What’s next?

    • ” registrars had to step in and lobby ICANN so they could keep these expired and deleted names” – please point out any evidence that this happened .
      The reality is registrars realized they could make money keeping the names , so they did , based on the same agreement that had always been in place. The rules always allowed it, the registrars just decided to make money off of it .
      There is not a backdoor deal behind everything

      • “ 3.7.5.3 In the absence of extenuating circumstances (as defined in Section 3.7.5.1 above), a domain name must be deleted within 45 days of either the registrar or the registrant terminating a registration agreement.”

        The ICANN EDDP based on the 2009 implementations.

        And then in contrast the GoDaddy FAQ rightfully stating that deleted and expired domains have to go back to the registry and become available for norm registration first come first served.

        “Auctioned Domain Names
        When a domain name’s registration expires, it goes back to the registry. Before valuable domain names expire and go back to their registry, registrars (like us) will try to sell the domain name through an auction. This gives interested buyers the opportunity to bid for the domain name before it goes back to the registry and is available for normal registration.”

    • I don’t believe there will be Whois privacy (or much of it) at GoDaddy after June. I believe virtually ALL domain name Whois records at GoDaddy will essentially be private by default as a result of this change.

      Not sure if I am misunderstanding you though.

      • I don’t think you are misunderstanding me, Elliot, because you are applying common sense and reasonableness. The problem is that so much of the time the reality is kafkaesque unreasonableness. E.g., common sense would lead one to assume we would now see the familiar “redacted for privacy” or something like that in place of information, such as what we already see at Enom or with Donuts, but in my life experience it would be safe to bet $100 that an exception would still be made for .us regardless and the whois would still be public along with a sprinkling of (easily debunkable) purported justification. I don’t even blame GoDaddy for this yet either – in advance of “the worst” – since this comes from “the top.” And do be sure to read the truth about .us in my comment at DNW.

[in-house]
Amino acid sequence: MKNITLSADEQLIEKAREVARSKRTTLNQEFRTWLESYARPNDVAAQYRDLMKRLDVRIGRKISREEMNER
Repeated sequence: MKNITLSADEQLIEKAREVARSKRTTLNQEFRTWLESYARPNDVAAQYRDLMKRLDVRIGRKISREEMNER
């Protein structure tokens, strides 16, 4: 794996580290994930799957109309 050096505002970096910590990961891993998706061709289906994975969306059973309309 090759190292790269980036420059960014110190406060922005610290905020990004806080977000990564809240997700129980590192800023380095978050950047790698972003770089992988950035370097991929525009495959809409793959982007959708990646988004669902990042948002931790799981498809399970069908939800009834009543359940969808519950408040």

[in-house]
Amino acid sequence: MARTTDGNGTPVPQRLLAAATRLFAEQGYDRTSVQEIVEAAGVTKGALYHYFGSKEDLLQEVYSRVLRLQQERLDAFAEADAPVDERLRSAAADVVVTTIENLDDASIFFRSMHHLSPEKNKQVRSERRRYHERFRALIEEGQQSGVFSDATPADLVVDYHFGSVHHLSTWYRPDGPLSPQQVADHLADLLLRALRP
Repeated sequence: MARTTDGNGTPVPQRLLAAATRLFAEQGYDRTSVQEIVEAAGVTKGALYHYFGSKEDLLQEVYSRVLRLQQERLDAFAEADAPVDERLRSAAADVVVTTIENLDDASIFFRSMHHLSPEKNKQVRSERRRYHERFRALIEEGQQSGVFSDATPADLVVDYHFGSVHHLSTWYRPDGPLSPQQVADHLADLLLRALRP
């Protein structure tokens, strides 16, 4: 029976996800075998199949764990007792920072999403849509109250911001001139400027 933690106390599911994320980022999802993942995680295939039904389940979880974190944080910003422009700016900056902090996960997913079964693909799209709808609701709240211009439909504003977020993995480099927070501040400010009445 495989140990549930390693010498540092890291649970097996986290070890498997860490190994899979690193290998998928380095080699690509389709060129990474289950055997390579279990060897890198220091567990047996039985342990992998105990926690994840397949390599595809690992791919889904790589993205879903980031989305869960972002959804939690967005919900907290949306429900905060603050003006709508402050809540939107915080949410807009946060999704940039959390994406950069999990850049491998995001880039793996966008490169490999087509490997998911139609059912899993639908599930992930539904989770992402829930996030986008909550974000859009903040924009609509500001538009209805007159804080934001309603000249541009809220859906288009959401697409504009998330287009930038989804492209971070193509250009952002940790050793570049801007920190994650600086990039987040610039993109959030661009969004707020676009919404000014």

Otherwise I hope you’re right, but would like to see it at other registrars too for .us, not just GoDaddy.

  4. >an exception would still be made for .us regardless

    Each ccTLD is free to set their own policies for their domain extension, and AFAICR the dotUS regisry does not allow for privacy/proxy services to be used for their domains.

    Registrars could lose their ability to manage .us domains, and registrants can have their domains cancelled for “hiding” the details

    • Sounds like someone didn’t read my DNW comment. Well thank you for stating what we’ve already known and what the problem is since 2002. Perhaps you’ll also explain why you bothered to do that someday too.

      Now I suppose I’m not out on a shaky limb in surmising in your case that it’s pointless to mention how GoDaddy is going to own the .us registry, since you will doubtless refer to the bright line of separation between GoDaddy and Neustar that is AFAIK the current plan. (I just made up AFAIK on the spot to match your AFAICR, but turns out it’s in use.)

      I can see it now, can’t you? “We really want to have it say “redacted for privacy” for .us domains in order to protect American citizen and business privacy needs, but our subsidiary Neustar won’t let us. There’s nothing we can do and our hands are tied.”

      • PS – And in case you didn’t get the idea, when I said this comes from “the top” I wasn’t referring to any registry.

      • I do believe it’s about far more than that i.e. something the people at “the top” consider far more important, but I don’t want to go into that here right now.

        As far as the NEXUS requirement goes, seems pretty apparent the people at “the top” as well as the registry neither really care; that it’s considered trivial by comparison to what is probably the real reason for so amazingly denying and depriving American citizens and businesses of something the world has done nothing but continually increase recognition of the importance of since 2002; and the importance of which (privacy), as an option, is a no-brainer the size of the US itself; nor does NEXUS really get enforced to begin with, though I’m sure a sprinkling of actions do occur here and there.